There is a menu accessible via its own button that changes its content depending on what you are doing at the time. It offers special kindle options, a link to the kindle store to buy books, functionality to jump to a certain point in the book, view book marks, and switch off wifi (saves the battery).
Buying books is a function enabled on the menu of most pages. It takes you to the kindle store at amazon, which is a simplified version of the amazon website with pages containing the kindle books, magazines and newspaper optionss. It is only too easy to buy books - just pick the one you want and click the buy option (selected by default!) and you've bought it. Fortunately it has an undo option if you click on the wrong one! There are many free books available from Amazon (which has its own free book section). Also many books are out of copyright and can be downloaded freely and legally from places like the Project Gutenberg website.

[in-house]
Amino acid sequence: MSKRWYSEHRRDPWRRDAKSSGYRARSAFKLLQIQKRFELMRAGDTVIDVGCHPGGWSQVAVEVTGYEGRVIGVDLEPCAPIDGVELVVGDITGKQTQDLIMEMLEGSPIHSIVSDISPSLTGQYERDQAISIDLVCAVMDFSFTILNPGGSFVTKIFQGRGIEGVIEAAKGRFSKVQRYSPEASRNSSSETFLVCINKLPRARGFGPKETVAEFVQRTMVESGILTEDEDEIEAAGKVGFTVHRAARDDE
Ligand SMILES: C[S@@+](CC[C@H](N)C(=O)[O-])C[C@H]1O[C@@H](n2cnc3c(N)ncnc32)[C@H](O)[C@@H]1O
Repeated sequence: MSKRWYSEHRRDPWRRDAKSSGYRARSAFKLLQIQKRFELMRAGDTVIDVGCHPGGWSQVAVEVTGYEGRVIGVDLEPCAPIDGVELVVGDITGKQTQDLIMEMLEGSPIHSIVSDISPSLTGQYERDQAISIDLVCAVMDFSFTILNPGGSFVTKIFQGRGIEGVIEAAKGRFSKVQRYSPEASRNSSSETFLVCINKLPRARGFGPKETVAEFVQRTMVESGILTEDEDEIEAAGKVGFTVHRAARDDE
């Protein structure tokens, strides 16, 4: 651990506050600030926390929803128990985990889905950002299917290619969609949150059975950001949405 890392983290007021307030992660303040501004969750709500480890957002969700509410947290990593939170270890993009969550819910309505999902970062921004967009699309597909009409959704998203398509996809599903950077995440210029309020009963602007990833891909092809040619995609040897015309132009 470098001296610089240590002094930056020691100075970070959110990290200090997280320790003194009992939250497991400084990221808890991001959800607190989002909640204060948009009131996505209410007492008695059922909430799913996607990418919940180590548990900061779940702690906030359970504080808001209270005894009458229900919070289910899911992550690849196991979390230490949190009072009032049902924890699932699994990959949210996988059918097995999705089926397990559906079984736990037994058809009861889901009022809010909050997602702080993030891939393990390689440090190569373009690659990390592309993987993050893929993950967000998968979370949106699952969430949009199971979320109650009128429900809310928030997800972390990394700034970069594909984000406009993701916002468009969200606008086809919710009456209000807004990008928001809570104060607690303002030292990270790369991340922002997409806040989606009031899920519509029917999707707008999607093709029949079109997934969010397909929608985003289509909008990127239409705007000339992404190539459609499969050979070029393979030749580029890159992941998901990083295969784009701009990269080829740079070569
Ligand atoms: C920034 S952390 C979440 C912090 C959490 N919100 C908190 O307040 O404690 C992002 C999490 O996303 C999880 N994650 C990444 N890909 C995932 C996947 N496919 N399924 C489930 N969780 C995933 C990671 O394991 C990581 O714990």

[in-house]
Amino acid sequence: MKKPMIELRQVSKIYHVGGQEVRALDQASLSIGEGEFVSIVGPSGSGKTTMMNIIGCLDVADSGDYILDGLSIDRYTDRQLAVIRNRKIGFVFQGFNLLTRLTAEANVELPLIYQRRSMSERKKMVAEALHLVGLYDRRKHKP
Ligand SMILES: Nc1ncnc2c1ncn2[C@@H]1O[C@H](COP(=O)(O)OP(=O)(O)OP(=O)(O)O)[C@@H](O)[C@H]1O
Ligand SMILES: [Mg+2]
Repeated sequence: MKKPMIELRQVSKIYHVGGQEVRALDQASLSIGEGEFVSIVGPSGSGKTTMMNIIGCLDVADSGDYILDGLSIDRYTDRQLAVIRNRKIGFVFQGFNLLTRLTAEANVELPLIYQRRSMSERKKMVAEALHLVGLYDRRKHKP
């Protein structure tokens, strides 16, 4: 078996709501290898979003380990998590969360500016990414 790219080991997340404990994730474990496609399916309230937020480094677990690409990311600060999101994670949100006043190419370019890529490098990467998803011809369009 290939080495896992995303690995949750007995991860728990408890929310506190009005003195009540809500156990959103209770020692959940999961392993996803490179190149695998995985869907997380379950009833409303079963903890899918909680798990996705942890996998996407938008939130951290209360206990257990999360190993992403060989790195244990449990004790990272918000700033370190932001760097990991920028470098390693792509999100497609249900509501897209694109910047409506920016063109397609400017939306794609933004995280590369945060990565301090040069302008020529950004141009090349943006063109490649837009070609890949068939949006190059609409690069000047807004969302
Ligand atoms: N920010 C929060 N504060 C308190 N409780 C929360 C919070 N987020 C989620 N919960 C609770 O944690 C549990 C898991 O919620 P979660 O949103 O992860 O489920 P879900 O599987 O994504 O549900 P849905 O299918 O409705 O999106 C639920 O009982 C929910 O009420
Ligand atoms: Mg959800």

Usually when I buy a book, by the time I have gone back to my home page, it has finished downloading (in a few seconds). When the signal is very bad, it has taken a couple of minutes.
==Cost of books==
Prices vary for the books - there are many free ones, but most you would pay for especially if they are in copyright. The most expensive book I have bought so far was about 10 pounds. Most of the books I read are the most recent books still in hard back for about 8-10 pounds, but most books that are more than six months old are still usually about 5-6 pounds.